OBGYN and fertility expert Dr. Gleaton shares a comprehensive guide on understanding why you aren’t getting positive ovulation test results. 

 

By Dr. Kenosha Gleaton

Have you been diligently testing for ovulation, but have not gotten a positive test this cycle? 

Negative tests can be frustrating, but before concluding that you’ve missed your fertile window, consider a few other possibilities. The first (and most common reason) is that you may not be testing at the right time. The second is that your body may be experiencing one of many unique LH surge patterns (we don’t all ovulate at the same time!). With just a little detective work and this helpful guide, let’s help understand why you may not see a positive ovulation test result. 

When and how often should I test for ovulation?

Let's start with a brief summary on how ovulation tests work! Basically, an ovulation test is designed to measure your urinary luteinizing hormone (LH) level. When your LH level suddenly spikes, your body is given the signal to ovulate, which is known as your LH surge. So, a positive ovulation test result, or a test line which is as dark or darker than your control line, indicates that you are experiencing your LH surge and within 16-48 hours, you will start ovulating! The graph below shows an example of a common LH level pattern during a 28 cycle. As you can see, the LH surge occurs right before ovulation occurs. So, after receiving a positive ovulation test result, aim to have sex within the next day or so since you are within your fertile window! 

Now, it is highly important that you test during the right days of your cycle so you catch your LH surge. If you test too late in your cycle or stop testing too early, you may miss that window

So, back to our question, when and how often should you test? First, you’ll need to figure out the duration of your menstrual cycle to know when to start testing. To do this, count the day your period starts (the first day of full menstrual flow) as Day 1, and continue counting until the day before your next period starts. The total number of days is your cycle length. For most women, this is around 28 days. If your cycle length varies each month by more than three days, choose the shortest cycle you’ve had in the last six months. Then, use the table to figure out which day of your cycle to start testing and test everyday until the end of your cycle. 

You can test anytime of day, but make sure not to test after drinking a lot of fluid because it can dilute your urine. This is why many women prefer to test first thing in the morning when the urine is more concentrated. Make sure you carefully follow directions to ensure the more accurate results.

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Tracking your LH patterns - an LH surge late in the cycle 

When you first start using ovulation tests, I recommend documenting your first two to three cycles as it will help you understand how your urinary LH levels usually change throughout a cycle. Consequently, it will be much easier to predict when you will likely ovulate during future cycles!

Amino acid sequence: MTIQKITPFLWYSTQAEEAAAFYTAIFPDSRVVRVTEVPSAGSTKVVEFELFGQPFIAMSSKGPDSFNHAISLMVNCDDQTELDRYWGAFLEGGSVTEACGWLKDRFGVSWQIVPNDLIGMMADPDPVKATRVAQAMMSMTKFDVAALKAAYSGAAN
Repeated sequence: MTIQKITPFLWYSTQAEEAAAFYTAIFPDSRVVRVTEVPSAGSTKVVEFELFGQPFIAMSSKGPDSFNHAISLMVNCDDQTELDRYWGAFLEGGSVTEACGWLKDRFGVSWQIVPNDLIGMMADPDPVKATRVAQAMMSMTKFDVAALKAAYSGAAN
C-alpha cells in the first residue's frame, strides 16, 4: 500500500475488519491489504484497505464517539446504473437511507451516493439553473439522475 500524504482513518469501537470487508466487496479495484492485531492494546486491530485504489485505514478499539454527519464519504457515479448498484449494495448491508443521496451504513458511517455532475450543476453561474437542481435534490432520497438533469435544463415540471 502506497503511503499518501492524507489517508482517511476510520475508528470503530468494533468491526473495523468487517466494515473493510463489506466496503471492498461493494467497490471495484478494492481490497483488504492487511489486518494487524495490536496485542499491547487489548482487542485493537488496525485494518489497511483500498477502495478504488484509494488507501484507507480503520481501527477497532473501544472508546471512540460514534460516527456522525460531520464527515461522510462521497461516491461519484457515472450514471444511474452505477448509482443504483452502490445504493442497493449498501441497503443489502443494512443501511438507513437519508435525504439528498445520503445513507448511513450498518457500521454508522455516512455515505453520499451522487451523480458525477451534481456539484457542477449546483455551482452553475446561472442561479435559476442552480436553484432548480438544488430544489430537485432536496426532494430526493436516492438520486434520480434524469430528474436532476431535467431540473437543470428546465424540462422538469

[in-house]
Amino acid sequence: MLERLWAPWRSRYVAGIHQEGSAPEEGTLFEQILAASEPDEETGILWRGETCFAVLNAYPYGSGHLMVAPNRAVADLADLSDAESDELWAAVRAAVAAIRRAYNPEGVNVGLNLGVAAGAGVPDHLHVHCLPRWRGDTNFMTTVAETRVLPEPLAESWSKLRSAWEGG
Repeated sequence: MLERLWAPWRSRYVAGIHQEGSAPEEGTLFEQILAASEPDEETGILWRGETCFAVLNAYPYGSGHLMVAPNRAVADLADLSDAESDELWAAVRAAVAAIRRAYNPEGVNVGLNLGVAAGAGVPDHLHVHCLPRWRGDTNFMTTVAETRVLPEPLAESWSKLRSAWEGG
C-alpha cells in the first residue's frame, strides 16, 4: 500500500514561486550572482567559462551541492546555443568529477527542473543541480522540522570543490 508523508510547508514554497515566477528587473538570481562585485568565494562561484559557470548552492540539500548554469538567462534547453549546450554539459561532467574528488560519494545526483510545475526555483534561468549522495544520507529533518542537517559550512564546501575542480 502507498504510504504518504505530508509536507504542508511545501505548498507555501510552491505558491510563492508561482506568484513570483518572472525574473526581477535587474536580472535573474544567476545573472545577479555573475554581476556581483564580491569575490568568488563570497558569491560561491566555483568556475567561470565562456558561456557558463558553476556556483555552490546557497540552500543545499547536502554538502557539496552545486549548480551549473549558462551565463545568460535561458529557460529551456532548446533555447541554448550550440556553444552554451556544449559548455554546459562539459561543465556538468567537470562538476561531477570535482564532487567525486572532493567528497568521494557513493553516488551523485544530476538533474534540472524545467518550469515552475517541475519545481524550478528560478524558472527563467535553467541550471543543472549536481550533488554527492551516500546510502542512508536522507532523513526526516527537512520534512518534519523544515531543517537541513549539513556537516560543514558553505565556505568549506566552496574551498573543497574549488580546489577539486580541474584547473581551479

So, if you have not yet received a positive ovulation test result, there may be a chance that you are testing during a time when your LH surge does not occur.  For instance, here’s a case of one of our customers who tracked her LH starting on Day 10 who did not receive a positive result until Day 17 of her cycle. Had this mama stopped testing on cycle day 14 (which is the most common day for the LH surge), she would have missed her fertile window. 

We created our Ovulation Test Kit to make it easy to track an entire cycle. We provide 30 tests and a helpful tracker to neatly store your results.

We created our Ovulation Test Kit to make it easy to track an entire cycle. We provide 30 tests and a helpful tracker to neatly store your results. 

Other unique LH surge patterns 

Everyone has their own unique urinary LH level pattern. Though the most common is a single peak in the middle of a cycle, you may have a different pattern. 

A 2012 study of 281 cycles found four common urinary LH level patterns: 

  • Single-peaked: occurs in about 48% of women
  • Double-peaked: occurs in about 33% of women
  • Plateauing: occurs in about 11% of women 
  • Multiple-peaked: occurs in about 8% of women

However, there are many other types of LH patterns and your LH pattern may even change from cycle to cycle. To understand your unique cycle, keep testing until you identify your body’s most likely ovulation pattern. 

Fertile Window Takeaways 

  • Ovulation tests detect a spike in urinary LH, known as your LH surge, and correlates with a positive ovulation test result. This means you will ovulate within the next 16-48 hours.
  • If you do not see a  positive result, perhaps you are not testing during the right time of your cycle or the right time of day. To help troubleshoot, reference the table above and the instruction manual.
  • It is super important to log your LH level pattern in order to know when to expect your LH surge during your future cycles.
  • Remember that everyone’s body is different and beautiful in its own way, so we each have different hormonal changes and ovulate during different times. This may cause you to experience a different LH level pattern from the typical single-peaked pattern.
  • Various health issues may cause your body to not receive a signal to ovulate and you should contact your health provider if you are not receiving positive results for multiple cycles.